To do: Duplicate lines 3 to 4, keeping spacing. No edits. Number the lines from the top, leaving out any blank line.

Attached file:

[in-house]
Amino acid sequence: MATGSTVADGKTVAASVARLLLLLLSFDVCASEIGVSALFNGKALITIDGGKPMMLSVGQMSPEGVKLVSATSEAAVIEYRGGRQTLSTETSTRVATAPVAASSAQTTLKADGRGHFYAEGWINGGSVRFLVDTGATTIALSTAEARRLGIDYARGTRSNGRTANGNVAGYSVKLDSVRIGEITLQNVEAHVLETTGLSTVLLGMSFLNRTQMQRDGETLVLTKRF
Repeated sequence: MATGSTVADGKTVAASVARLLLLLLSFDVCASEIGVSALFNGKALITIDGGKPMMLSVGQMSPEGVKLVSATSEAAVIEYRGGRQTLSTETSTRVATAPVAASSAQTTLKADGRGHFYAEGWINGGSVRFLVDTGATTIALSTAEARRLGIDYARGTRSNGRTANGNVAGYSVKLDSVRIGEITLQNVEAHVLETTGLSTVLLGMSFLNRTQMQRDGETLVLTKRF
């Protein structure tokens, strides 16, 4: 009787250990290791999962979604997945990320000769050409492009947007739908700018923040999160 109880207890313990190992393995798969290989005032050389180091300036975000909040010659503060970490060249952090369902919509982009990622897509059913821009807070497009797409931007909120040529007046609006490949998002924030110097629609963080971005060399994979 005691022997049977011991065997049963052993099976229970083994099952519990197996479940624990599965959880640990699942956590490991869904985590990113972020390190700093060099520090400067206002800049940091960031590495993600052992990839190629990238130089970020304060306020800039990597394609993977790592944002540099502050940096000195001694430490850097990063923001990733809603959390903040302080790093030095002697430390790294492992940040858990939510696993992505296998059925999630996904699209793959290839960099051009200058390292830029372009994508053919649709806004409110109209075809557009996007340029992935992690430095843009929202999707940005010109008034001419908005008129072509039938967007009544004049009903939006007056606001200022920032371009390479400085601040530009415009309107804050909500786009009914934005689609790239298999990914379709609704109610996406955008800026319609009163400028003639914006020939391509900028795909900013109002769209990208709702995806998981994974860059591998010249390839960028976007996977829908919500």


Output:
Repeated sequence: MATGSTVADGKTVAASVARLLLLLLSFDVCASEIGVSALFNGKALITIDGGKPMMLSVGQMSPEGVKLVSATSEAAVIEYRGGRQTLSTETSTRVATAPVAASSAQTTLKADGRGHFYAEGWINGGSVRFLVDTGATTIALSTAEARRLGIDYARGTRSNGRTANGNVAGYSVKLDSVRIGEITLQNVEAHVLETTGLSTVLLGMSFLNRTQMQRDGETLVLTKRF
């Protein structure tokens, strides 16, 4: 009787250990290791999962979604997945990320000769050409492009947007739908700018923040999160 109880207890313990190992393995798969290989005032050389180091300036975000909040010659503060970490060249952090369902919509982009990622897509059913821009807070497009797409931007909120040529007046609006490949998002924030110097629609963080971005060399994979 005691022997049977011991065997049963052993099976229970083994099952519990197996479940624990599965959880640990699942956590490991869904985590990113972020390190700093060099520090400067206002800049940091960031590495993600052992990839190629990238130089970020304060306020800039990597394609993977790592944002540099502050940096000195001694430490850097990063923001990733809603959390903040302080790093030095002697430390790294492992940040858990939510696993992505296998059925999630996904699209793959290839960099051009200058390292830029372009994508053919649709806004409110109209075809557009996007340029992935992690430095843009929202999707940005010109008034001419908005008129072509039938967007009544004049009903939006007056606001200022920032371009390479400085601040530009415009309107804050909500786009009914934005689609790239298999990914379709609704109610996406955008800026319609009163400028003639914006020939391509900028795909900013109002769209990208709702995806998981994974860059591998010249390839960028976007996977829908919500």